Every year, as Halloween approaches, I recall my visit to Professor Mordant’s garden on the forbidden island of Desire. I call it forbidden because it was rumored to be an eerie, inhospitable place—a volcanic outcropping devoid of vegetation. Nothing like the mainland resort where I and other garden writers had been sunning ourselves in style.
I alone accepted Mordant’s invitation. I calmed my trepidation by anticipating a big story…or at least a small adventure. It turned out to be both. But except for these photos, I am unable to prove it. I fear that now, after the tsunami, this is the only record that remains.
The moon had risen on All-Hallow’s Eve by the time the boatman set me ashore on the rocky beach of Desire. The professor was waiting, his black cape billowing. Behind him, within a hidden cove, the glass of a greenhouse glinted.
Were he disappointed that I came alone, the professor gave no indication. Gesturing grandly, he explained that the greenhouse was semi-submerged, depending on the tides, and that it contained the largest collection of rare sea-sand creatures anywhere in the world. Many—like these fanged clams—were nocturnal, and beginning to awaken.
Rusty hinges groaned as Mordant pushed open the greenhouse door. Inside, the air was dank. What at first appeared to be frost on the window panes was actually sea salt. But when I saw the specimens arrayed on rocks, terraces and benches, I murmured, “Wondrous things!”
“Quite a few sea-sand plants are furred,” the professor told me. “The adaptation enables them to trap and ingest plankton.”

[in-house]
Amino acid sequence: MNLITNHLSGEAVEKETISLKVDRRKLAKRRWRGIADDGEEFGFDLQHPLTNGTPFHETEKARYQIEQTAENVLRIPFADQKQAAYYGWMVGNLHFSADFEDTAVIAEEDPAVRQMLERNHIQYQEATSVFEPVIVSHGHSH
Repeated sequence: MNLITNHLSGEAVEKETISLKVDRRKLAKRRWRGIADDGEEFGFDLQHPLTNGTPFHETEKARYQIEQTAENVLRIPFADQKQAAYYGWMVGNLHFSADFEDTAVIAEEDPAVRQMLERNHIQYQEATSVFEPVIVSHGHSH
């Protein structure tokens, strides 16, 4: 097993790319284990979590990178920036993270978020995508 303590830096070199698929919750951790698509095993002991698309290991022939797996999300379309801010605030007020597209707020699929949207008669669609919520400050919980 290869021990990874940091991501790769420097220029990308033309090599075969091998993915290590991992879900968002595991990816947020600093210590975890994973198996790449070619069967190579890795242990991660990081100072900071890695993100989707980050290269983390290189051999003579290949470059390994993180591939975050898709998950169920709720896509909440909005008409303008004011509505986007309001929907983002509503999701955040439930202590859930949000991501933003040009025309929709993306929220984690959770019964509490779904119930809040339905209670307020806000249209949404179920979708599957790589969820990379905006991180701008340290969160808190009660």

Alongside a colony of bearded orbs, an eel-like plant bristled with yellow, bullet-shaped blooms.
In the back of the greenhouse was an aquarium open to the sky. Of the onion-like orbs inside the tank, the professor said, “When dormant, they rise to the surface. In the open ocean, they can float for years before washing ashore.”
“Are they green sea spheres?” I asked. “But I thought they were extinct. That is, if they ever existed.”
“Yes. These are rarer—and more valuable—than ambergris.”
Did this explain the bulging burlap sack that he had handed to the boatman? I regarded the professor’s angular profile. Was it possible this hermit was wealthier than any Egyptian pharaoh? Had he ever married? Clearly, his current passion was his collection.
“But who would buy them, and for what purpose?” I asked.
He squinted at a reptilian, multi-pointed specimen near me. “Be careful. That’s a Pele plant.”
I drew back. “Pay-lay?”
“Named for the mythical volcano goddess of Hawaii. The plant is bioluminescent when submerged. Out of water, it exudes a substance that burns the skin.”
Other sea-sand flora in Mordant’s collection were an astonishing azure blue with figlike fruit…
…had bladders that squirted a milt-like mix of water and seeds…
…or were as airy and delicate as jellyfish.
But by far the most abundant were what Mordant called blister plants. These resembled stones, but were turgid and water-filled.
Of a pinkish blister plant the professor said, “What appear to be blood vessels are the remains of the inflorescence. This variety also sheds a papery skin as it grows.”
“These are the most common.” He pointed to a handful of beach pebbles that on closer inspection seemed to be undergoing mitosis.
“What genus do blister plants belong to?”
He sighed. “Mordant,” my dear, “Mordant.”
I hope you enjoyed my Halloween spoof. For the names of the plants, which are primarily cacti and succulents from very dry climates, mouse over an image and the keyword will appear. — Debra
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